The quality and quantity of what we eat has consequences for our health and in the symptoms of arthritis.
What eating plan we prefer is a personal choice, but it’s good to know what our bodies need for optimum health.
Muscles surround and support our entire skeletal system and, as arthritic joints become unstable, it is even more important that we maintain – and develop – muscle mass and strength to support the joints.
Muscles need protein – found in fish, dairy, meat, chicken, nuts, and many vegan options. In addition to giving the muscles the nutrition they need, protein gives us sustained energy. After a meal high in protein, we remain full for longer.
Carbohydrates give instant energy, but not all carbs are healthy. Low GI carbs, found in whole grain bread, rice, bananas, potatoes, etc. release sugar slowly, giving us sustained energy for longer periods and do not spike blood sugar levels.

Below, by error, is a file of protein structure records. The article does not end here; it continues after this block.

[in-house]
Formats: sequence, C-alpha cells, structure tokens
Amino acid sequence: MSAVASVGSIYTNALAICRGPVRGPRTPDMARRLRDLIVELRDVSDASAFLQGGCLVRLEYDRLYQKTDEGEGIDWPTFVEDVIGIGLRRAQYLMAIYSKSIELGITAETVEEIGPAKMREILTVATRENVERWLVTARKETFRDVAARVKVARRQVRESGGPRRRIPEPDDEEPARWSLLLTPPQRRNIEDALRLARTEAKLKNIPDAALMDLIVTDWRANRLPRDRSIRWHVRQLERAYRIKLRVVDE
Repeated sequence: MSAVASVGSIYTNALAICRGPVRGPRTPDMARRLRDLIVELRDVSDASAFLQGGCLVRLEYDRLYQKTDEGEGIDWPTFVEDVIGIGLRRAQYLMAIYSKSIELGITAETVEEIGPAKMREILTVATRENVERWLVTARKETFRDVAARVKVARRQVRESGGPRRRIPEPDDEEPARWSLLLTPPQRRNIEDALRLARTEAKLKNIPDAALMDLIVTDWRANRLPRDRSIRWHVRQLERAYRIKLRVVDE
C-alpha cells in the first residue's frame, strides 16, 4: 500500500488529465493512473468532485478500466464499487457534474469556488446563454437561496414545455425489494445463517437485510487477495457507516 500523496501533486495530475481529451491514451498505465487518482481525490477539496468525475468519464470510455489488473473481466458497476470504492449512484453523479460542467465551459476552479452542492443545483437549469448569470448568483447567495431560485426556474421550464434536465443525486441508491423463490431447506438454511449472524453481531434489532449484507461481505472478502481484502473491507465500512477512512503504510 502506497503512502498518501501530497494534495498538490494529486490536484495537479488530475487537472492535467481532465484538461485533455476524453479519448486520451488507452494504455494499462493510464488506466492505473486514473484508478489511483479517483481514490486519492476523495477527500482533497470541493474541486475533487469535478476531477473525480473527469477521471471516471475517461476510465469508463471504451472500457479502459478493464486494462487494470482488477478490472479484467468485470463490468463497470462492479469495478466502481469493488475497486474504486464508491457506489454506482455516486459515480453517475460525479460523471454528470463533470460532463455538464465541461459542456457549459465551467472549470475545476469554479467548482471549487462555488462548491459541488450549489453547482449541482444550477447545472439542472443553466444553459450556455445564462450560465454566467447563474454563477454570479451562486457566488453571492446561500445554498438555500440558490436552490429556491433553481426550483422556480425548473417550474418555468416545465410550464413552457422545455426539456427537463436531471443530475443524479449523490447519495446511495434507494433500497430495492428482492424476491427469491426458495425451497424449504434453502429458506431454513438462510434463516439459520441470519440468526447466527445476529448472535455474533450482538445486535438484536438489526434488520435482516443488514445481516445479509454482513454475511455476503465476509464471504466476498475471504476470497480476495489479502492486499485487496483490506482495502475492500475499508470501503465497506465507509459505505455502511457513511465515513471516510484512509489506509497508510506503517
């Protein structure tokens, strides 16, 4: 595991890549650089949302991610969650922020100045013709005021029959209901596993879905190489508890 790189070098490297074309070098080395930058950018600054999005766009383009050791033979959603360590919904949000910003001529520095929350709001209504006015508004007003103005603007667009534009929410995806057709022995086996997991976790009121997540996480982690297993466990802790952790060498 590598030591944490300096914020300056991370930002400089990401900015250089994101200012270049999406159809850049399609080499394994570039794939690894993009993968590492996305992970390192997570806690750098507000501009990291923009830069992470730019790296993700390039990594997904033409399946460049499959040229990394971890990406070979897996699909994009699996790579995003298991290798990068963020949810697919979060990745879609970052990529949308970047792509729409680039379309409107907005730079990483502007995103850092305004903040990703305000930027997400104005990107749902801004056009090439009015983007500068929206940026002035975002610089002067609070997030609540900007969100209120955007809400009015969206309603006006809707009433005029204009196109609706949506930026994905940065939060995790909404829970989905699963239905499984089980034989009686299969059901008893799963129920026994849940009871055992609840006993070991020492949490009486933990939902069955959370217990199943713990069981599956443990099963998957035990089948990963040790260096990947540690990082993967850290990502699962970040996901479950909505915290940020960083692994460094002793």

Processed carbs, mostly found in white bread, cakes, pastries and high sugar foods, have almost no nutritional value. They cause instant spikes in blood sugar and drop it just as quickly. The result is a drop in energy and an increase in appetite.
Sucrose (the sugar we add to food) is a definite trigger to pain and it is also highly addictive. It is wise to limit the amount we have.
To nourish the healthy bacteria in the stomach, we need vegetables, fresh salads, and fruit. These foods help the gastrointestinal system to work efficiently as well as providing high levels of antioxidants that combat free radicals. Free radicals exacerbate inflammation and cause destruction in healthy cells.
Water is vital to assist the kidneys in eliminating digestive waste and toxins. We need 6 – 8 glasses of water, taken in small amounts, throughout the day.
If we strive to eat healthily 80% of the time, we can still enjoy indulgencies now and again.
Moderation and balance are the key to optimal good health.